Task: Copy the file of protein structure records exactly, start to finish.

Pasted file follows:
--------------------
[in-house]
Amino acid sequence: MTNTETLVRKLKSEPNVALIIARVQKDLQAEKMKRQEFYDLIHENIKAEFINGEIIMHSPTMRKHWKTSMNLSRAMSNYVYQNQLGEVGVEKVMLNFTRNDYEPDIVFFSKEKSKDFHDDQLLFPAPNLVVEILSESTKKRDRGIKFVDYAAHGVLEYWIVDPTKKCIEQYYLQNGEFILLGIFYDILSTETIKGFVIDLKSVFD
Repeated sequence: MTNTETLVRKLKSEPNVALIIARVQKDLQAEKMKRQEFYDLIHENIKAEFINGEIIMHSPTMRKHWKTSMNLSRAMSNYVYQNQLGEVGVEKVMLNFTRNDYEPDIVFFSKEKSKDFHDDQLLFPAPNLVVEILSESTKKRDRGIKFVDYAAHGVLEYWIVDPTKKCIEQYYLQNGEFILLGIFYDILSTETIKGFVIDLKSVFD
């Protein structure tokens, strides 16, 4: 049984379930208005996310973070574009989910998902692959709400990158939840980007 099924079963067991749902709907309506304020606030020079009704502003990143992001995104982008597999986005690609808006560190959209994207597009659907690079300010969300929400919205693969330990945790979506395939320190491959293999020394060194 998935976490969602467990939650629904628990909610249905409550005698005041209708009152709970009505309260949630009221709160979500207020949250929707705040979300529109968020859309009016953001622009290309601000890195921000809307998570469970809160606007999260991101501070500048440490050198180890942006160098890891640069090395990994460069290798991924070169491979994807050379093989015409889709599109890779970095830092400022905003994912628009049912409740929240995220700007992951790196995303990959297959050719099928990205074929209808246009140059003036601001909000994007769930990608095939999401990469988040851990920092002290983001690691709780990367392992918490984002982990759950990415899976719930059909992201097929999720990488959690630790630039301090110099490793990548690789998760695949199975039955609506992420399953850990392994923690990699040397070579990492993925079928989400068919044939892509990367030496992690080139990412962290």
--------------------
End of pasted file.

[in-house]
Amino acid sequence: MTNTETLVRKLKSEPNVALIIARVQKDLQAEKMKRQEFYDLIHENIKAEFINGEIIMHSPTMRKHWKTSMNLSRAMSNYVYQNQLGEVGVEKVMLNFTRNDYEPDIVFFSKEKSKDFHDDQLLFPAPNLVVEILSESTKKRDRGIKFVDYAAHGVLEYWIVDPTKKCIEQYYLQNGEFILLGIFYDILSTETIKGFVIDLKSVFD
Repeated sequence: MTNTETLVRKLKSEPNVALIIARVQKDLQAEKMKRQEFYDLIHENIKAEFINGEIIMHSPTMRKHWKTSMNLSRAMSNYVYQNQLGEVGVEKVMLNFTRNDYEPDIVFFSKEKSKDFHDDQLLFPAPNLVVEILSESTKKRDRGIKFVDYAAHGVLEYWIVDPTKKCIEQYYLQNGEFILLGIFYDILSTETIKGFVIDLKSVFD
């Protein structure tokens, strides 16, 4: 049984379930208005996310973070574009989910998902692959709400990158939840980007 099924079963067991749902709907309506304020606030020079009704502003990143992001995104982008597999986005690609808006560190959209994207597009659907690079300010969300929400919205693969330990945790979506395939320190491959293999020394060194 998935976490969602467990939650629904628990909610249905409550005698005041209708009152709970009505309260949630009221709160979500207020949250929707705040979300529109968020859309009016953001622009290309601000890195921000809307998570469970809160606007999260991101501070500048440490050198180890942006160098890891640069090395990994460069290798991924070169491979994807050379093989015409889709599109890779970095830092400022905003994912628009049912409740929240995220700007992951790196995303990959297959050719099928990205074929209808246009140059003036601001909000994007769930990608095939999401990469988040851990920092002290983001690691709780990367392992918490984002982990759950990415899976719930059909992201097929999720990488959690630790630039301090110099490793990548690789998760695949199975039955609506992420399953850990392994923690990699040397070579990492993925079928989400068919044939892509990367030496992690080139990412962290």